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Caffeine & Anxiety 101

Caffeine Can Trigger Anxiety
Did you know that caffeine can increase your anxiety level, making the small and mundane problems you encounter every day seem worse than they really are? Do you really want to consume large quantities of a substance that is known to decrease feelings of well-being by releasing hormones that make you feel bad?

Caffeine affects everyone differently, of course, but there’s serious evidence that it raises anxiety levels in many people, especially those who already have a history of anxiety-related issues and symptoms. 
How does caffeine affect the nervous system?

Caffeine is water soluble. This means that it passes easily through cell membranes and, therefore, can travel trough the body at a rapid pace.

As it travels, caffeine attaches to neural receptors (the parts of the body which transmit signals throughout). This allows it to have a direct effect on every part of the body, including the brain. This often leads to changes in thoughts and/or mood.

What does caffeine have to do with anxiety and other, anxiety-related, disorders?

According to Roland Griffiths, professor of psychiatry and neuroscience at Johns Hopkins University School of Medicine, “...caffeine can exacerbate anxiety and panic disorders”.

Caffeine tends to cause nervousness or the “jitters” in its users. It makes people high-strung. Typically, in small amounts, this is not a problem. People will get over their “caffeine high” in a short amount of time. However, with continual use, caffeine can cause extreme anxiety and/or panic disorders.

People who are prone to, or have already developed, anxiety and/or panic disorders tend to understand the side effects of caffeine, such as nervousness or “jitters”, as much more severe conditions than they truly are. This means that, while most people only feel, for example, “jittery” for a short amount of time and think nothing of it, others that are on their way to developing a legitimate anxiety disorder will get feelings of “impending doom” or danger. The conditions brought about by caffeine make them very uncomfortable and, in some cases, absolutely terrified.


What is anxiety?

There is a major difference between nervousness and an anxiety disorder. Generalized Anxiety Disorder (GAD) is the most common type of anxiety disorder and is characterized by “a pervasive and excessive state of anxiety lasting at least 6 months”.  

Not everyone that develops an anxiety disorder will develop GAD specifically. However the symptoms of GAD and other anxiety disorders are often similar. Almost 30% of the United States population suffers some type of anxiety disorder, including ones developed from caffeine use.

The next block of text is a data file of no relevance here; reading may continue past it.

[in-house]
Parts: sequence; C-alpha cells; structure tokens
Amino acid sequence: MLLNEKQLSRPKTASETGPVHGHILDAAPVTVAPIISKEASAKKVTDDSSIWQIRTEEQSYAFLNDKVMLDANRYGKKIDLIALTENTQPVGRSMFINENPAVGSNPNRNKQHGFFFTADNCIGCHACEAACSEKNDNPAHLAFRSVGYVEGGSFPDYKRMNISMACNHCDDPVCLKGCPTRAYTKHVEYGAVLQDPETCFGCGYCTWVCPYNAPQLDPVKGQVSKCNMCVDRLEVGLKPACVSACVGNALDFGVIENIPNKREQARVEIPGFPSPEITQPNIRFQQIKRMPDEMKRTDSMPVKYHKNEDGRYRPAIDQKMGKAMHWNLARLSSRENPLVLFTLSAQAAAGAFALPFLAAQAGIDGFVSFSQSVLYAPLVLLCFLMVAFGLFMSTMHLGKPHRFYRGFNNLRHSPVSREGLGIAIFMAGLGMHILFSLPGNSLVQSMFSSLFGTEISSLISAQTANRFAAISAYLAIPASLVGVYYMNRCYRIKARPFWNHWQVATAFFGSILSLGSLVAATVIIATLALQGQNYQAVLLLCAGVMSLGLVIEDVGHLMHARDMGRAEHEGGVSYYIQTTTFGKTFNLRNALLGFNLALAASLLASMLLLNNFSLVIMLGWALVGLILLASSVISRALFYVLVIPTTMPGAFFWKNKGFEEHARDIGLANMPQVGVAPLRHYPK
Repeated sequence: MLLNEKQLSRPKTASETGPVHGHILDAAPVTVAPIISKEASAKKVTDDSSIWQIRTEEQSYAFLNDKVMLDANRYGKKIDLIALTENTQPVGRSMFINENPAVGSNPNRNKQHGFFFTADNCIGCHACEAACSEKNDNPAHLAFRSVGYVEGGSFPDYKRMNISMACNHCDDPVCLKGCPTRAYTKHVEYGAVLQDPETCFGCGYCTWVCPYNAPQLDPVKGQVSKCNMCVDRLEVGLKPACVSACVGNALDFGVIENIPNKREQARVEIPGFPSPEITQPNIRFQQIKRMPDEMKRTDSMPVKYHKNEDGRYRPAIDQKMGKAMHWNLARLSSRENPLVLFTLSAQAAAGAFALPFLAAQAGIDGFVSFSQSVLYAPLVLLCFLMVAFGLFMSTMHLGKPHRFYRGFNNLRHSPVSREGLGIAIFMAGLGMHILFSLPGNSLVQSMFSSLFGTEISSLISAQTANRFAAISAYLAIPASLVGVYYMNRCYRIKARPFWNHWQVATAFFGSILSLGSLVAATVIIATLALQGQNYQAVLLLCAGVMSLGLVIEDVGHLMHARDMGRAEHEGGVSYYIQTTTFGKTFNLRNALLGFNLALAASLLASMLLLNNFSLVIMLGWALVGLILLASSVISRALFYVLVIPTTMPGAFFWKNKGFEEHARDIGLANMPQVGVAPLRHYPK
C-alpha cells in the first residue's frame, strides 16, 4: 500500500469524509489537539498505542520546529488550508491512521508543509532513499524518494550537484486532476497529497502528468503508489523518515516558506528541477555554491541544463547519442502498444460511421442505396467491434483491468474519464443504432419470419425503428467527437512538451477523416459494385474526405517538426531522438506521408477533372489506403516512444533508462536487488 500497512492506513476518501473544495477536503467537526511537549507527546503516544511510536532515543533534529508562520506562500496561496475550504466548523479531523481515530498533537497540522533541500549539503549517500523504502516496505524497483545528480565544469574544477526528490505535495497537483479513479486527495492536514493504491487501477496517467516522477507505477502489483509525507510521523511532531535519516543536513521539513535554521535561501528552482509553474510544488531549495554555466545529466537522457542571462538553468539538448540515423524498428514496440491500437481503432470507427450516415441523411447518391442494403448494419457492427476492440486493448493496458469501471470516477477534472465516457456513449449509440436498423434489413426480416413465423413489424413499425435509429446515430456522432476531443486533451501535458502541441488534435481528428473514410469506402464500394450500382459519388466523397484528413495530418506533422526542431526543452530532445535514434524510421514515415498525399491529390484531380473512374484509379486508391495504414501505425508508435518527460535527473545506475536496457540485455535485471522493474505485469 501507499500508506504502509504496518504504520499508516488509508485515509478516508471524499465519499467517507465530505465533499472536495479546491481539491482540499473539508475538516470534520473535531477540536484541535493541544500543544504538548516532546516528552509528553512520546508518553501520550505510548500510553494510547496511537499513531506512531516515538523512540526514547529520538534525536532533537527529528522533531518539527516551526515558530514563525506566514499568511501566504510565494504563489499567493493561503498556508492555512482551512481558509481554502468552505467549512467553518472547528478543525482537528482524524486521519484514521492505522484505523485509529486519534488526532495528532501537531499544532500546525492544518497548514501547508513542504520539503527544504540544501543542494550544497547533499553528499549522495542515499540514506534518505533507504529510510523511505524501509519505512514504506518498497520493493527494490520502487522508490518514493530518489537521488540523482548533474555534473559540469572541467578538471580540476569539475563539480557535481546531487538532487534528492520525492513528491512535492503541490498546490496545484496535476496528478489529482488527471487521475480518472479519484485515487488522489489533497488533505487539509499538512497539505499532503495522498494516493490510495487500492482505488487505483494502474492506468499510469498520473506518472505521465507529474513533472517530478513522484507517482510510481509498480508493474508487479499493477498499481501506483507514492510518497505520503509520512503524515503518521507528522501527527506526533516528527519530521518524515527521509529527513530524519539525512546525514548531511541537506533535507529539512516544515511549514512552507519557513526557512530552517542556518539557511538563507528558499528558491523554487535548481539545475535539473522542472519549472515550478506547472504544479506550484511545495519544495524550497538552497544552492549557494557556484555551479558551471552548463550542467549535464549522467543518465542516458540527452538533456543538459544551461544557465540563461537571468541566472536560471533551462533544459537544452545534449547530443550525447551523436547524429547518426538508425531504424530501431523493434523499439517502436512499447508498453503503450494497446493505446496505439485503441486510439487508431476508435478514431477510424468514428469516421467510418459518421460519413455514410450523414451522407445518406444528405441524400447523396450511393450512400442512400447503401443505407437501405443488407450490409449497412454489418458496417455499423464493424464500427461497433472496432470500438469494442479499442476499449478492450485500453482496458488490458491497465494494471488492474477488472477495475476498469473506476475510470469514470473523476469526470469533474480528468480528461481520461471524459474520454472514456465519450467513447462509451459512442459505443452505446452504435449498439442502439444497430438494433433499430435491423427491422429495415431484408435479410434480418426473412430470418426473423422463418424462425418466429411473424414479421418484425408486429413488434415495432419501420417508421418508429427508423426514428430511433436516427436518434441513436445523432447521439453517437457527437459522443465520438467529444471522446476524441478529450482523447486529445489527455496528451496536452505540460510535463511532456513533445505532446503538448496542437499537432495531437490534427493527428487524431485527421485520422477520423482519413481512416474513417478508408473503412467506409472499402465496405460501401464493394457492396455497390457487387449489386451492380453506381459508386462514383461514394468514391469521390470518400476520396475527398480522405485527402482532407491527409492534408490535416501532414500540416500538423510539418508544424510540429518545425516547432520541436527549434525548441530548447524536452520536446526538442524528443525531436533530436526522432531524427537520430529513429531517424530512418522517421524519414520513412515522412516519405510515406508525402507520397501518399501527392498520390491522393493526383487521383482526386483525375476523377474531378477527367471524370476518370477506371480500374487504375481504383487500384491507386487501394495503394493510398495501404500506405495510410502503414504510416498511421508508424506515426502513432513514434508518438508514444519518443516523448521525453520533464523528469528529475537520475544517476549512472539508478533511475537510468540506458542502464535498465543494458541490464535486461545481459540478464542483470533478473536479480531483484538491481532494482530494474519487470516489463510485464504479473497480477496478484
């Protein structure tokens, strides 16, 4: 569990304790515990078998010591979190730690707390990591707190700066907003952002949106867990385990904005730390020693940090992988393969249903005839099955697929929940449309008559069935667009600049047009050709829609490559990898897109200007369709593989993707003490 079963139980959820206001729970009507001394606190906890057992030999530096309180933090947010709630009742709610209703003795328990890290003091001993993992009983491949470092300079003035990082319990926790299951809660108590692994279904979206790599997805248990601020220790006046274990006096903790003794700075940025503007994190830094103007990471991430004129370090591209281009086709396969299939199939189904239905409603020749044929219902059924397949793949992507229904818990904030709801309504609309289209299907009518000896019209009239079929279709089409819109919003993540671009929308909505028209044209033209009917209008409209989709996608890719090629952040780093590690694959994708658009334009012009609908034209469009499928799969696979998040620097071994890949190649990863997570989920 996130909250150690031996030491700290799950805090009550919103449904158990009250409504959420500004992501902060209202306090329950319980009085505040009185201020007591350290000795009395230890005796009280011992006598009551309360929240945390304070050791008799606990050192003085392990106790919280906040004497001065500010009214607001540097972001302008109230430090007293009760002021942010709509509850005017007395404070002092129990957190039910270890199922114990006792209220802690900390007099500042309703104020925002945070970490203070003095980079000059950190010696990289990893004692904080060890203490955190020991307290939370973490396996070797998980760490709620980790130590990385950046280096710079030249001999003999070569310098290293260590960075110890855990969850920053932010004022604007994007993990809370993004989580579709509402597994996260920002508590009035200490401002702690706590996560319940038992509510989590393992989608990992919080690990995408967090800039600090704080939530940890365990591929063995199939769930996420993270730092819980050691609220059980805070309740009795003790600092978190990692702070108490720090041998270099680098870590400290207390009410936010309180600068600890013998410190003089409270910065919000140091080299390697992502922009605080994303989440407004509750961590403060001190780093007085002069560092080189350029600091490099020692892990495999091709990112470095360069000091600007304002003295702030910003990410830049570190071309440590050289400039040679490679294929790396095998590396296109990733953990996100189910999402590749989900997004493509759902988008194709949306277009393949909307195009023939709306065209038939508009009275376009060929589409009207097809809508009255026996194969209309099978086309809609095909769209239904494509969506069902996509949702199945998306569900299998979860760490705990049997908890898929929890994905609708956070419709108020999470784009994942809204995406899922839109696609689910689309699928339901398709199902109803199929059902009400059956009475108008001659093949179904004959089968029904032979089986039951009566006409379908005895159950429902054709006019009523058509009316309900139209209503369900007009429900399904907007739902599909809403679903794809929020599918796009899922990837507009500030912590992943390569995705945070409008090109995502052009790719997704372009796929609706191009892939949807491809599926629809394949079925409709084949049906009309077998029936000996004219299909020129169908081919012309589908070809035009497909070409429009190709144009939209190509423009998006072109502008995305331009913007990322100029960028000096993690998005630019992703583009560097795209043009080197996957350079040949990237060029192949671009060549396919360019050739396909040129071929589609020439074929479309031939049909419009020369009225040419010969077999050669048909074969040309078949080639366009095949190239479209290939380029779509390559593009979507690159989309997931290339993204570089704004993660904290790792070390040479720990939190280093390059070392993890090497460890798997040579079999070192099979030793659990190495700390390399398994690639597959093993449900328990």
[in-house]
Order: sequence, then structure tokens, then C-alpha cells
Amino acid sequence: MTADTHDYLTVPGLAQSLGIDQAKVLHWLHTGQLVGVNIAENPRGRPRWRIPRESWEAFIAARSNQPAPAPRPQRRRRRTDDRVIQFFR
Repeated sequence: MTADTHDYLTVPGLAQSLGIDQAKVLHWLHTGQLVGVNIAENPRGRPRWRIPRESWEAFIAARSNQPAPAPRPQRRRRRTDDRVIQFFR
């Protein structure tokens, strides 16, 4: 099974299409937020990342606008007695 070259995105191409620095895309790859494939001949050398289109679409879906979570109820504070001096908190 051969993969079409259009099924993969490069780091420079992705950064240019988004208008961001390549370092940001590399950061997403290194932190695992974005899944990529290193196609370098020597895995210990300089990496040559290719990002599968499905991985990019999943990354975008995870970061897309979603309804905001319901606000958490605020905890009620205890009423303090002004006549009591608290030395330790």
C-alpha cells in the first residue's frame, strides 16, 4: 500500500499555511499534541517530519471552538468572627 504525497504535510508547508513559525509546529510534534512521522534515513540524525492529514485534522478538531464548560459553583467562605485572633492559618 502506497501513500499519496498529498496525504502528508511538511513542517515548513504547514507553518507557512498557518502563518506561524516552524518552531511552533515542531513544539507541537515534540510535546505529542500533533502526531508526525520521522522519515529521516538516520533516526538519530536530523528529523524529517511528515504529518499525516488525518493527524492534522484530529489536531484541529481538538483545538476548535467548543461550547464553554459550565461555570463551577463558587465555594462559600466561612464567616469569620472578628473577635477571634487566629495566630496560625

What are Panic Attacks?

Panic attacks are defined as “an overwhelming sense of impending doom”. Panic attacks can happen rarely, as a side effect of major anxiety. They can also happen sporadically, for no reason at all. For example, Panic Disorder is accompanied by not only persistent worry and anxiety, but also frequent panic attacks.

Symptoms of panic attacks include;

Heart palpitations
Trembling
Dizziness
Intense dread
Fear of dying


Some of these are also side effects of caffeine alone, even in those that have not been diagnosed with any particular disorder.

How does one treat these disorders?

Treatment of psychological disorders varies depending on the person with the disorder. However, typical treatments include therapy and/or medication.

Prevention is also key. Some people are naturally prone to these disorders, because of genetics, environment, etc. However, by cutting out caffeine, even just a bit, the effects can be drastically decreased.

There is no doubt amongst the scientific and psychological community that caffeine plays a role in the development and/or worsening of psychological disorders.


References:

Caffeine: The Neurologic Effects. Fitday. Retrieved from 
http://www.fitday.com/fitness-articles/nutrition/healthy-eating/caffeine-the-neurologic-effects.html#b

Clay, R. (2000). Brewing Trouble. MedicineNet. Retrieved from
http://www.medicinenet.com/script/main/art.asp?articlekey=50820

Feist, G. & Rosenberg, E. (2012). Psychology Perspectives and Connections. United States: 
McGraw -Hill Companies, Inc.
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